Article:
As Recursion seems to popup every now and then I have started to write an Article on it (I will hopefully have it ready in a few days, time permitting). If anyone wants to suggest any particular aspect of or information about recursion to include please
PM me.

Definition
Recursion (noun)
See: Recursion
COMPUT: a programming technique where a routine performs its task by delegating part of it to another instance of itself.
Introduction
For new computer science students, the concept of recursive programming is often difficult. Recursive thinking is difficult because it almost seems like circular reasoning. It's also not an intuitive process; when we give instructions to other people, we rarely direct them recursively.
For those of you who are new to computer programming, here's a simple definition of recursion: Recursion occurs when a function calls itself directly or indirectly.
A classic example of recursion
The classic example of recursive programming involves computing factorials. In mathematics, the factorial of a nonnegative integer,
n (denoted
n!) is the product of all positive integers less than or equal to
n. For example,
5! is the same as 5*4*3*2*1, and
3! is 3*2*1.
An interesting property of a factorial is that the factorial of a number is equal to the starting number multiplied by the factorial of the number immediately below it. For example, 5! is the same as 5 * 4! You could almost write the factorial function as:
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int factorial(int n)
{
return n * factorial(n  1);
}
 
^{Listing 1. First cut factorial function}
However, there is a small problem with this; it will run forever because there is no place where it stops calling itself. It therefore needs a condition to tell it to stop. Since a factorial is for positive numbers only it makes sense to stop the recursion when the input is 1 and return 1 as the result. The modified code will look like this:
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int factorial(int n)
{
if(n == 1)
{
return 1;
}
else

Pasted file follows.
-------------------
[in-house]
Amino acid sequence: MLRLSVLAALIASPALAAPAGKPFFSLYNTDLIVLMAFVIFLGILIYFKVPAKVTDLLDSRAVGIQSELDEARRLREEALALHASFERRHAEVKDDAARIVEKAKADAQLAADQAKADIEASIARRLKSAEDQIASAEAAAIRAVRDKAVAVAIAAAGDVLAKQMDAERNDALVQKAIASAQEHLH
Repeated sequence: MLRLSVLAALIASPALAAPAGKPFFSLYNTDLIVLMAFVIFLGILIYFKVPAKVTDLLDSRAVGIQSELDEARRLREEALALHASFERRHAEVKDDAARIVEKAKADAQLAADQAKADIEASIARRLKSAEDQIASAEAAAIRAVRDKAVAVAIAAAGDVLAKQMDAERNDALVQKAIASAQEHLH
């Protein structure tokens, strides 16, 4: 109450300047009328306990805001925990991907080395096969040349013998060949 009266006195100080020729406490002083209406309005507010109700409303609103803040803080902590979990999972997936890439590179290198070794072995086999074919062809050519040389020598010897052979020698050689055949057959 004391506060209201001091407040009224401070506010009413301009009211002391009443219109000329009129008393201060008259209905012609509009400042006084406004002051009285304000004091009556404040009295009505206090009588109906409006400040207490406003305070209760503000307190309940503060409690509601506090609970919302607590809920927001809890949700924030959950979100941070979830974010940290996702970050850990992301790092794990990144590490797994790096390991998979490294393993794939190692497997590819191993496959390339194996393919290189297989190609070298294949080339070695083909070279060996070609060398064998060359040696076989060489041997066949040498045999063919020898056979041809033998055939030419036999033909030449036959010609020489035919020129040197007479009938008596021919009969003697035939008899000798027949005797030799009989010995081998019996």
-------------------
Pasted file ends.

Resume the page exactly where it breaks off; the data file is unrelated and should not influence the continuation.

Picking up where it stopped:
{
return n * factorial(n  1);
}
}
 
^{Listing 2. better factorial function}
As you can see, as long as the initial value is above zero, this function will terminate. Note that more work will need to be done to guard again invalid initial values.
The point at with the recursion is stopped is called the base case. A base case is the bottom point of a recursive program where the operation is so trivial as to be able to return an answer directly. In the case of a factorial 1! = 1. All recursive programs must have at least one base case and must guarantee that they will hit one eventually; otherwise the program would run forever or until the program ran out of memory or stack space.
Basic steps of recursive programs
All recursive programs follows the same basic sequence of steps:
1: Initialize the algorithm. Recursive programs often need a seed value to start with.
2: Check to see whether the current value(s) being processed match the base case. If so, process and return the value.
3: Redefine the answer in terms of a smaller or simpler subproblem or subproblems.
4: Run the algorithm on the subproblem.
5: Combine the results in the formulation of the answer.
6: Return the results.
Using an inductive definition
Writing provably correct programs
Comparison with Loops
Tailrecursive functions
One of the concerns that people have with regards to recursive functions is the growth of the stack space. Some of the classes of recursive functions will indeed grow the stack space linearly with the number of times they recurs. However there is a class of recursive functions where the stack size remains constant regardless of the depth of recursion, tailrecursive functions.
Tail recursion
If a function call is the last thing a function does, then this call is called a
tailcall. A recursion that uses a tail call is called tailrecursion. It would be worth looking at some examples of function calls to see exactly what is meant by a tailcall:
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int func1()
{
int a = 3;
func1(); // recursive, but not a tail call.
// processing is continued after the function returns.
a = a + 4;
return a;
}
int func2()
{
int q = 4;
q = q + 5;
return q + func1(); // func1() is not in tail position.
// There is still more work to be
// done after func1() returns
// adding q to the result
}
int func3()
{
int b = 5;
b = b + 2;
return func1(); // This is a tailcall. The return value
// of func1() is used as the return value
// for this function.
}
int func4()
{
func3(); // not in tail position
func3(); // not in tail position
return func3(); // in tail position
}
 
^{Listing. Tailcalls and nontailcalls}
For a call to be a true tailcall, no other operation can be performed on the result of the function before passing it back. As there is nothing left to do in the function, the actual stack frame for the function is not needed either.
Conclusion
External links
_{http://en.wikipedia.org/wiki/Recursion_%28computer_science%29 }